Vermögensberatung Juli – swisspartners – The art of finance

Bored of BREXIT? Tired of tariffs? Terrified of Tweets? Petrified of politics?

Please read on for hopefully a different easily understandable and refreshing viewpoint

For the first time in almost a decade we have temporarily reduced our equity weighting in discretionary portfolios towards the neutral zone from an overweight stance.

Whilst we still don`t subscribe to the consensus view that we are in the latter stages of a cyclical bull market ( we still believe there there is significant room both in terms of duration and percentage gains for much longer than most anticipate) there are some current issues which give us pause.

The recent threat of tariffs (now removed) on Mexico by the USA for purely political (immigration) purposes not related to economics has we believe led to an increased weaponisation of the tariff tool. The fact that this move led to no censure of the President by either Congress or the Republican party really gives us cause for concern that Presidential powers remain unchecked (rather dangerous in a democracy).

The recent loud calls for interest rate cuts by the Federal Reserve (by TWEET) and the talk of a demotion of the head of the Federal Reserve to be replaced by someone who presumably who will do what is told again sets up a very dangerous precedent of undermining the indepedence of the largest central bank in the world.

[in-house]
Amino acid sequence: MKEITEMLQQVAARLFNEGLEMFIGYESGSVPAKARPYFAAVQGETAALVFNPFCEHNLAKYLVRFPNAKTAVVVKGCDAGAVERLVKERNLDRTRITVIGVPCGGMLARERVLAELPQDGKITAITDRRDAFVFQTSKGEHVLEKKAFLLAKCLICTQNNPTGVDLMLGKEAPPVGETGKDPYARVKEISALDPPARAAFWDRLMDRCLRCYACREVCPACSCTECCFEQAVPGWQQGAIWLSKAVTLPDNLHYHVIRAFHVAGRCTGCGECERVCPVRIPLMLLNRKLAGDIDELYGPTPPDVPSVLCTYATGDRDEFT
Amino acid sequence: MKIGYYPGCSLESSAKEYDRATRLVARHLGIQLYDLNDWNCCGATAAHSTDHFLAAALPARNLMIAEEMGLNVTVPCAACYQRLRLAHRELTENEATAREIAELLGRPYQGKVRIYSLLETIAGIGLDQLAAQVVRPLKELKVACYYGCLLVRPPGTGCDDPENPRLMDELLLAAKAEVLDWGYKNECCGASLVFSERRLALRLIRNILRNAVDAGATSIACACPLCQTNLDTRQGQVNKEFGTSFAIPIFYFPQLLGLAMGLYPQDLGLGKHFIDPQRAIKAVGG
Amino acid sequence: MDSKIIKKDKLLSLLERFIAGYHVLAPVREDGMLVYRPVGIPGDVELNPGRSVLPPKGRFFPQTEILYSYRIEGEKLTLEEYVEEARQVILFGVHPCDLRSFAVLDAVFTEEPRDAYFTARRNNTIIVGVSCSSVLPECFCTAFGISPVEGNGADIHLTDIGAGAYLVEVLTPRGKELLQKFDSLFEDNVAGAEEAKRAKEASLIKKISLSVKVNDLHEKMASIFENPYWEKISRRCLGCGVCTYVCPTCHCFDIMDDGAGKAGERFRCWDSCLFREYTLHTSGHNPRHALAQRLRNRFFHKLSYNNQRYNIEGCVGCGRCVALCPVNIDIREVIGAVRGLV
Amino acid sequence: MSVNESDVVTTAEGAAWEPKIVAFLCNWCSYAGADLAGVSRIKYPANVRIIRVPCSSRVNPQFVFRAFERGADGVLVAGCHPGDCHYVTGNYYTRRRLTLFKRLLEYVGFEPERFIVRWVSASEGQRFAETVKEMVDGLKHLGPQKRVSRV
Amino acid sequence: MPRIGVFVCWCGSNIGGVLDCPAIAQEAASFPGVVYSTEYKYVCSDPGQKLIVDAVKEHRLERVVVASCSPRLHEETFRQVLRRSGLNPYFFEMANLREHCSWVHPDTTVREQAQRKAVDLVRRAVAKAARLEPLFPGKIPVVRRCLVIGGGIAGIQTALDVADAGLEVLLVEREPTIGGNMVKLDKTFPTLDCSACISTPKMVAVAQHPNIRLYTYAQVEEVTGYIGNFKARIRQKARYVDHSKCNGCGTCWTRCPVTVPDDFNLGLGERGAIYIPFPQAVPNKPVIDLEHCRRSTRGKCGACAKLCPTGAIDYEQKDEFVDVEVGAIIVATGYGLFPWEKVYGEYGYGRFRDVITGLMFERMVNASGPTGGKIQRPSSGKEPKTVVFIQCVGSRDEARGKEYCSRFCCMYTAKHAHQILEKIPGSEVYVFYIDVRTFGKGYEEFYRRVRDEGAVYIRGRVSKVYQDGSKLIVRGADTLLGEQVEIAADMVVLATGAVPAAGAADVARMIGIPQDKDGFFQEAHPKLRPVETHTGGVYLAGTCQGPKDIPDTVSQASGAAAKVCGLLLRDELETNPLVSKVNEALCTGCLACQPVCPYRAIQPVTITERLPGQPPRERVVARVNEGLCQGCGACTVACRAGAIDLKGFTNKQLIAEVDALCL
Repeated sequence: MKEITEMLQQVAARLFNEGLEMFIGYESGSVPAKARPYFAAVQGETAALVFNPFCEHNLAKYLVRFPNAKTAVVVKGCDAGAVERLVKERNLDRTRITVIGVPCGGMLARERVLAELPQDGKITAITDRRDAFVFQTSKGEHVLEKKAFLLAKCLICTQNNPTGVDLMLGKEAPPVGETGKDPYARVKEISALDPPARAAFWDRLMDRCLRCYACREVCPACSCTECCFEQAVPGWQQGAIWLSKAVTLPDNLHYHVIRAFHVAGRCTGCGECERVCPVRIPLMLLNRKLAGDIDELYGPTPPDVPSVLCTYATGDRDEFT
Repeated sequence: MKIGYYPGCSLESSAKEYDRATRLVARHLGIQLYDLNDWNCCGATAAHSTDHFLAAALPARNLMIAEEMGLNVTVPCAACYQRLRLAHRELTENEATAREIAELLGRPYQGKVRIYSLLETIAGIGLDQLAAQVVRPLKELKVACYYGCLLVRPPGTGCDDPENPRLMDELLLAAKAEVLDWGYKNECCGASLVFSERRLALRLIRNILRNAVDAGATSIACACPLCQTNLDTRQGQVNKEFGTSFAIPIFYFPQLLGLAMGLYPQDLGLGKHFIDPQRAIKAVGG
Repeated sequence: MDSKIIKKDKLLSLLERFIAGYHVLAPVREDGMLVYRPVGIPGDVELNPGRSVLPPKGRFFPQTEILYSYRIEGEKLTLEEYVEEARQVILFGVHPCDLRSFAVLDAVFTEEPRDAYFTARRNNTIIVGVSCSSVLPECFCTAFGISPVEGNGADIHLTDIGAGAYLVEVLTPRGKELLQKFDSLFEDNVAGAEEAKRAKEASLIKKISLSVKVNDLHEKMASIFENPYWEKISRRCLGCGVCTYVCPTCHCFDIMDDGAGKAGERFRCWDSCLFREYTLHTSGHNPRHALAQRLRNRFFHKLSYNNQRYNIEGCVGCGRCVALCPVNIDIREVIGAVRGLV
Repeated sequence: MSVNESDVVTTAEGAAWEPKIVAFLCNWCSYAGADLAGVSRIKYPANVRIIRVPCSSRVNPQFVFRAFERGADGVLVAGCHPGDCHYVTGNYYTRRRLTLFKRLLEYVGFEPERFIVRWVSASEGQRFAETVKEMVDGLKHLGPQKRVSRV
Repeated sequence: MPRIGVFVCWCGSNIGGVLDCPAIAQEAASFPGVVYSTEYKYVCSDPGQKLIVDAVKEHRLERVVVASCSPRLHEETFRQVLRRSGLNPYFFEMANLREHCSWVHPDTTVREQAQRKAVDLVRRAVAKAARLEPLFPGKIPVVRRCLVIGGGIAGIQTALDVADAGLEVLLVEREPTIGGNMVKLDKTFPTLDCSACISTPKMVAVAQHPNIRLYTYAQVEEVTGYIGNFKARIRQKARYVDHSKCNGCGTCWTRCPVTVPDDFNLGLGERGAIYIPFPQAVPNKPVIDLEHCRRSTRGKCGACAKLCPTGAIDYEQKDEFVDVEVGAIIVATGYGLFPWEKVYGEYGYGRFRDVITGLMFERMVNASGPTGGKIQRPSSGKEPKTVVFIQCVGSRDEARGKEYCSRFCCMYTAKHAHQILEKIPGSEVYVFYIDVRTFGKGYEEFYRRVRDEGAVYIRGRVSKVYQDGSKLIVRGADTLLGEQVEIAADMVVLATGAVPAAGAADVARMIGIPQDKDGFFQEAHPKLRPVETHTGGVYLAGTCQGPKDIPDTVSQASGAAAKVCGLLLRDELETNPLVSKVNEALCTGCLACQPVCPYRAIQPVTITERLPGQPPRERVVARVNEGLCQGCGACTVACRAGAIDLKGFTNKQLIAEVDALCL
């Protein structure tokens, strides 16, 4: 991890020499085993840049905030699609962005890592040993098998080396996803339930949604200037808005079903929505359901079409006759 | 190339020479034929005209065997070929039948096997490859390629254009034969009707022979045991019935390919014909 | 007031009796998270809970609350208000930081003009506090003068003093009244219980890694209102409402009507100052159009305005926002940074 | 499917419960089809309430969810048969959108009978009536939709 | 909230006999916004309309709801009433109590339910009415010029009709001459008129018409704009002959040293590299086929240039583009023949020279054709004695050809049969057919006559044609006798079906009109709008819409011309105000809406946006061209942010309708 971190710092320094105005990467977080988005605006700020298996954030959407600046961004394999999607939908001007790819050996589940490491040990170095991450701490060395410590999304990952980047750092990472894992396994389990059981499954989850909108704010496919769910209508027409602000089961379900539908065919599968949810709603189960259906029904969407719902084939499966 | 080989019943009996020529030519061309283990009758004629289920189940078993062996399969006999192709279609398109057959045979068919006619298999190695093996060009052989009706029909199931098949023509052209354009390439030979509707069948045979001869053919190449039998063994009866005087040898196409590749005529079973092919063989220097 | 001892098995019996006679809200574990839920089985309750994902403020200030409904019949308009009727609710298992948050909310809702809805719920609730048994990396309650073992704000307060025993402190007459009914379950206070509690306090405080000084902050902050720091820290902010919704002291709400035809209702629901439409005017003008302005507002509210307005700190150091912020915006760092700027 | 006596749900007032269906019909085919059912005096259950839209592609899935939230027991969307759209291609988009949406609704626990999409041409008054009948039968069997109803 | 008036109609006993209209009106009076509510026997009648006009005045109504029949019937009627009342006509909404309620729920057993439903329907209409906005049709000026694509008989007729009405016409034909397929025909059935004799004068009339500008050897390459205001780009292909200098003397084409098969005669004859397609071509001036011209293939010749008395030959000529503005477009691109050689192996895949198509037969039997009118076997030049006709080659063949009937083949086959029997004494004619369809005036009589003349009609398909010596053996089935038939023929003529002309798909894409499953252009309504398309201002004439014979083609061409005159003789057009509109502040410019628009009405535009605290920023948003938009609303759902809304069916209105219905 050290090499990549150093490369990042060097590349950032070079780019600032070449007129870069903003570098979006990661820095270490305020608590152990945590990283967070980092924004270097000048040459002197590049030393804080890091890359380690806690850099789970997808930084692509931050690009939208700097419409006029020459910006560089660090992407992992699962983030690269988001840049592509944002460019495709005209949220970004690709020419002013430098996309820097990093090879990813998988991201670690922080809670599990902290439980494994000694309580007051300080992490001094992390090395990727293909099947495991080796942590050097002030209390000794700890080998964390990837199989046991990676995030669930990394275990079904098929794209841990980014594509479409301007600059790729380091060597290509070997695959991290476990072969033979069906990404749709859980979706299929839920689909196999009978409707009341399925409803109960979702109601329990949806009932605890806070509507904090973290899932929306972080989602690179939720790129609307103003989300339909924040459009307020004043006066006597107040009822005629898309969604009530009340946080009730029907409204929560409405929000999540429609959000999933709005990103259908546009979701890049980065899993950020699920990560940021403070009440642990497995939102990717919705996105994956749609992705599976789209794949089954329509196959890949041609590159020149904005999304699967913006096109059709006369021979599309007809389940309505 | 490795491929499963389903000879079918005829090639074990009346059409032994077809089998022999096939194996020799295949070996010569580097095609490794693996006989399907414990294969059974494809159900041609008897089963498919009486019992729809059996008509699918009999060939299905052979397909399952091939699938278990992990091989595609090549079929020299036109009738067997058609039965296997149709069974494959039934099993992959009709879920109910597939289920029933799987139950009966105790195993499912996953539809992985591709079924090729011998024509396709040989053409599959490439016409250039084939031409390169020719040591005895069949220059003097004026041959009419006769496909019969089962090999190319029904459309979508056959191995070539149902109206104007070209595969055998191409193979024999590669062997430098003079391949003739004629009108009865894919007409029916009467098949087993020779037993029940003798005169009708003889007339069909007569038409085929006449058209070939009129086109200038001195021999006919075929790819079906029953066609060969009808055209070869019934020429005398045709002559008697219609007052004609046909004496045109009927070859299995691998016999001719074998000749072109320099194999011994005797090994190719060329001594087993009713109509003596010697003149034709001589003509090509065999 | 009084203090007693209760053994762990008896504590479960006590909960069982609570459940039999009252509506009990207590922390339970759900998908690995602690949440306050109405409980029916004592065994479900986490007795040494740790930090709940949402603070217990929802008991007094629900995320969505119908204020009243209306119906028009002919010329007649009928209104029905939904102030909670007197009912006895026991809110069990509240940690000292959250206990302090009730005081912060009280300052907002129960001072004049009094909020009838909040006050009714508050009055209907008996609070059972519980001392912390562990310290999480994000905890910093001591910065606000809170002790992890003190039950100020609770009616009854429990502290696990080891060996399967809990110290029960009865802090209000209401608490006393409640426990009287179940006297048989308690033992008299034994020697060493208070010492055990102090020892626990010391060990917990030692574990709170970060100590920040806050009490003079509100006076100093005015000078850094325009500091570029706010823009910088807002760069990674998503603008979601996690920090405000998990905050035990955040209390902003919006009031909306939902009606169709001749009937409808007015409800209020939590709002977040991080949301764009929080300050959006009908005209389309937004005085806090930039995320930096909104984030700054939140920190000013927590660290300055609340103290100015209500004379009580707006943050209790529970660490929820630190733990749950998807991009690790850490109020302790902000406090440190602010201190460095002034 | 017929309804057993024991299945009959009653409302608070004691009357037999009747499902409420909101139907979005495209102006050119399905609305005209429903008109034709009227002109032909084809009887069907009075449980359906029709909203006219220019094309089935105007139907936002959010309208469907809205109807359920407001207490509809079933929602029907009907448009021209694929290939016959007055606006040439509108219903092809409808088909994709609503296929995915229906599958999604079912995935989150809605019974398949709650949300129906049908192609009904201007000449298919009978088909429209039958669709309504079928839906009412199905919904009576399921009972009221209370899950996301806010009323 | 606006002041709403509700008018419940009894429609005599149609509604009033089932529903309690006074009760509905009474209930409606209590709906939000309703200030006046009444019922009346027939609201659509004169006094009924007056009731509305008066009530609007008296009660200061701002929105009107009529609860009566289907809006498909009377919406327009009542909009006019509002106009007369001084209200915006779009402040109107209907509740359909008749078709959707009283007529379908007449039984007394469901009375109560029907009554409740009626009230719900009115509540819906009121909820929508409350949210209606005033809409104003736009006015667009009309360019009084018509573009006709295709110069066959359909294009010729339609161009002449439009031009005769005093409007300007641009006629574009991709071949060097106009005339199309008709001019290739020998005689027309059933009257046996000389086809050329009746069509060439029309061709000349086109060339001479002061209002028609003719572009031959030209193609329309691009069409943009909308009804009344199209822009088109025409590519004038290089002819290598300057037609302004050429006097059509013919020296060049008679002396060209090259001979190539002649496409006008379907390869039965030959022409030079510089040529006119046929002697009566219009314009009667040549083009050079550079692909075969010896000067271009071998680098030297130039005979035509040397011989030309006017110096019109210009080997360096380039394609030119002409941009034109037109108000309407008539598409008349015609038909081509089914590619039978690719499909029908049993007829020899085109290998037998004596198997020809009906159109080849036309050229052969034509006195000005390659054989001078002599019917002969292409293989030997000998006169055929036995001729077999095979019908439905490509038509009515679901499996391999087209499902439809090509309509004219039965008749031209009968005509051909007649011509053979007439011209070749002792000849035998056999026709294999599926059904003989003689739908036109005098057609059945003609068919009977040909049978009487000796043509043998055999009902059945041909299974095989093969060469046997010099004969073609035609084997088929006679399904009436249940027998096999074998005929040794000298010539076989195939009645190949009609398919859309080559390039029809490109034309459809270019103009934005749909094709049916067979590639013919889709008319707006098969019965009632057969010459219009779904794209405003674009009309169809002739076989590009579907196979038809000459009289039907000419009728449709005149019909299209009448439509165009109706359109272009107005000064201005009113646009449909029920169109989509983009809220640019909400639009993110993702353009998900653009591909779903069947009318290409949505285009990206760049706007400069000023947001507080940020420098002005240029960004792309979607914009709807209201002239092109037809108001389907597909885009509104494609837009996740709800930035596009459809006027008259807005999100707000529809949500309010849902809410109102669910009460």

We are also concerned about the use of tariffs on named currency manipulators (currently going through the consultative process) as this lead to another area of uncertainty.

To put it in simple terms think of the walking paterns of a toddler which are highly unpredictable and erratic. This pattern in equity markets makes us nervous – we have no problem in taking risks if the odds are in our favour however with so much depending upon binary outcomes at the moment the odds of 50/50 on many major issues make us cautious and leads us in the short term to have less conviction.

The good news

Consumers remain strong  and are still spending probably due to low unemployment rates both in current and historic terms

In fact even though it has gone unnoticed by most even in Europe the trend is looking encouraging

Whilst there willundoubtably be a slowdown both in the global economy and the US economy (mainly due to companies reigning in capital expenditure plans due to uncertainty) we still see no recession. The recent moves by central banks- Federal Reserve possibly opening the door to a rate cut in July and the premptive moves by the Chinese central bank and government of tax cuts, infrastructure spending and stimulus for the auto industry should help soothe the negative effects of the tariff uncertainty.  The European Central bank has also been active verbally in pushing the notion of further negative rates and despite Mario Draghi`s tenure coming to end in the not too distant future don`t be surprised by a last salvo (perhaps the reintroduction of quantative easing).

Whilst we are still frustrated that global economies are growing below their potential there is still scope for this situation to be rectified.